Click here for today's May 9, 2007 edition of the Saipan Tribune which reported on yet another planned factory closure and the alleged altercations that ensued following Top Fashion's announcement that it's closing its doors in July.
Now, it'll make me happy to be proven wrong, but I am amazed -- simply amazed-- that with all these factory closures, the Senate continues to "hostage" H.B. 15-131: The Large-Scale Businesses Winding up Act of 2007.
Why is this Bill important, you might say? Well, not to toot my own horn, but this is a major piece of legislation that took a lot of thought and hours and hours of hard work to craft before it was passed by my colleagues in the House last year.
I inquired with various Senators on the status of the Bill, but I ended up with answers that had fingers pointing in both directions, but never to the person I'm talking to to give me some straight answers.
Finally, Senator Maria Pangelinan mentioned to me at the State of the Commonwealth Address that she gave the Bill to Mike Earnest, Senate Legal Counsel, to review and to report out.
Last week, I also spoke to Senate Floor Leader Felix Mendiola, who assured me that he would have the Bill put on the calendar for the Senate's next session.
Honestly! I sure hope it happens sooner rather than later.
Just to add more emphasis on this Bill -- the Labor Department hailed this as an important new piece of legislation that establishes new laws on the books. The Bill sets forth procedures which an employer who has 25 or more employees must abide by in dissolving its business. In other words, this Bill covers hotels, casinos, big construction companies, etc.
This Bill also empowers the Attorney General to seize assets to ensure repatriation of abandoned employees, payment of taxes, fees, etc.
Moreover, House Speaker Oscar Babauta cited this Bill along with H.B. 15-38, the Bill that completely overhauls the Nonresident Workers Act that I have been working on with a Task Force for well over a year now, in his report to the U.S. Congress on the proactive steps that the CNMI is taking to effectively deal with its Labor issues.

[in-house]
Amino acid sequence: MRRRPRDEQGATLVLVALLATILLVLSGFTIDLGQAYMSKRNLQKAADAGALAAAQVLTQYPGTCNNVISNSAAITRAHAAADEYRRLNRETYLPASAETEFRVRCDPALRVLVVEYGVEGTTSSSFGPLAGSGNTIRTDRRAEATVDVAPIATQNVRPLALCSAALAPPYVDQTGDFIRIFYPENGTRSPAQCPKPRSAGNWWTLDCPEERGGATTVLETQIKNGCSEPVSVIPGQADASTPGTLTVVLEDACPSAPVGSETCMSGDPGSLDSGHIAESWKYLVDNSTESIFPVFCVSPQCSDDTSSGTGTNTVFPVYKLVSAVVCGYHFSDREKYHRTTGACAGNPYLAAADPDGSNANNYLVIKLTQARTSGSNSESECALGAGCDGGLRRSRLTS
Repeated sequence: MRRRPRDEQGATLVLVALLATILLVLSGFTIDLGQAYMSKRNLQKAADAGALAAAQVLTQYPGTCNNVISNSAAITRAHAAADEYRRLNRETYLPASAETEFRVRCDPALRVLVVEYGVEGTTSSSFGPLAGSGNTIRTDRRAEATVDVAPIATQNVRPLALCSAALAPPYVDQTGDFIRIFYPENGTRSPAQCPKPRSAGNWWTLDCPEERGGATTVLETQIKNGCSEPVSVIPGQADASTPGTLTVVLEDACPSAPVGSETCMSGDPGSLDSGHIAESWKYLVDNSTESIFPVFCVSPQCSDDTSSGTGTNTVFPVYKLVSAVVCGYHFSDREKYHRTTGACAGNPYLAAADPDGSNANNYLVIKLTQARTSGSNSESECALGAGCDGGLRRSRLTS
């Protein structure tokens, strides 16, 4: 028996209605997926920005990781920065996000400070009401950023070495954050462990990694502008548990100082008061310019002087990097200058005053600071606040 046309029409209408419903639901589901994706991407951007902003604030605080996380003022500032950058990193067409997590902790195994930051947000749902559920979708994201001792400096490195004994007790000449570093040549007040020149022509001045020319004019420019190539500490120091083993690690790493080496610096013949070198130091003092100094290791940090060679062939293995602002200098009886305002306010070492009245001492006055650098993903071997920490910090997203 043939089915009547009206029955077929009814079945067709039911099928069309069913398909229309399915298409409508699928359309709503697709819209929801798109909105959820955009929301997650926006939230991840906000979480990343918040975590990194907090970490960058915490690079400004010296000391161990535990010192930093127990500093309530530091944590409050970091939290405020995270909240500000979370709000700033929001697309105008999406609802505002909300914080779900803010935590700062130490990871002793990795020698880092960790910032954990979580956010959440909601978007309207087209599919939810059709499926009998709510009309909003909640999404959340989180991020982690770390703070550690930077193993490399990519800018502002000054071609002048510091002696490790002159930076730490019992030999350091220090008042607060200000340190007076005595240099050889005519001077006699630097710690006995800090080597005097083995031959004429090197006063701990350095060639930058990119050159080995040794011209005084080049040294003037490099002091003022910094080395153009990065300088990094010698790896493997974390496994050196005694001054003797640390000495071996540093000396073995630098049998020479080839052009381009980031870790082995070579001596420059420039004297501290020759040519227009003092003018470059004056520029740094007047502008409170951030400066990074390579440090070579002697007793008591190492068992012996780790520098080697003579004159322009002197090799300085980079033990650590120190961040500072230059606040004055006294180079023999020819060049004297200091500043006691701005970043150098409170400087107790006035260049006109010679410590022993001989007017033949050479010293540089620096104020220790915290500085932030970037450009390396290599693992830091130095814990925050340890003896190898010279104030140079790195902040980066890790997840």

In fact, in his remarks at the Multi-Purpose Complex in Susupe before lawmakers, the Governor, and other government officials and private sector officials, the Department of Interior's Deputy Secretary David Cohen mentioned H.B. 15-131 and asked me what was the hold up in the Senate. At that time, I thought that it was just a matter of time before the Bill was passed. Now, here we are months later, and that's not the case.
Interestingly, this bill was inspired by a presentation that was given to the House members by Mr. James Lin and the Saipan Garment Manufacturer's Association early last year. In this presentation, Mr. Lin forewarned lawmarkers about the upcoming closures of the garment factories.
Having come straight from a job as a Labor Hearing Officer for the Department of Labor, I realized that a proactive step towards establishing a uniform guide to be followed by all businesses employing 25 or more employees in ensuring an orderly dissolution of their businesses and repatriation of workers to their point of hire needed to be taken.
House Bill 15-131, the resultant Bill, was a product of months of hard work in drafting this legislation that included input from Jim Benedetto, the Federal Ombudsman. Below is the summary.
Oh, and by the way, Mr. James Lin, who owns PIC, the second largest garment manufacturer in the CNMI, does not like this Bill. He thinks it's draconian and thinks I'm picking on the garment industry. No I'm not, but I can see why he would perhaps think this way.
You see, I changed the title of this Bill to be more inclusive of all large-scale business but, I originally called it "Garment Manufacturer's Winding-Up Act" only because he inspired me to author this Bill when he reported to us last year about the impending garment factory closures.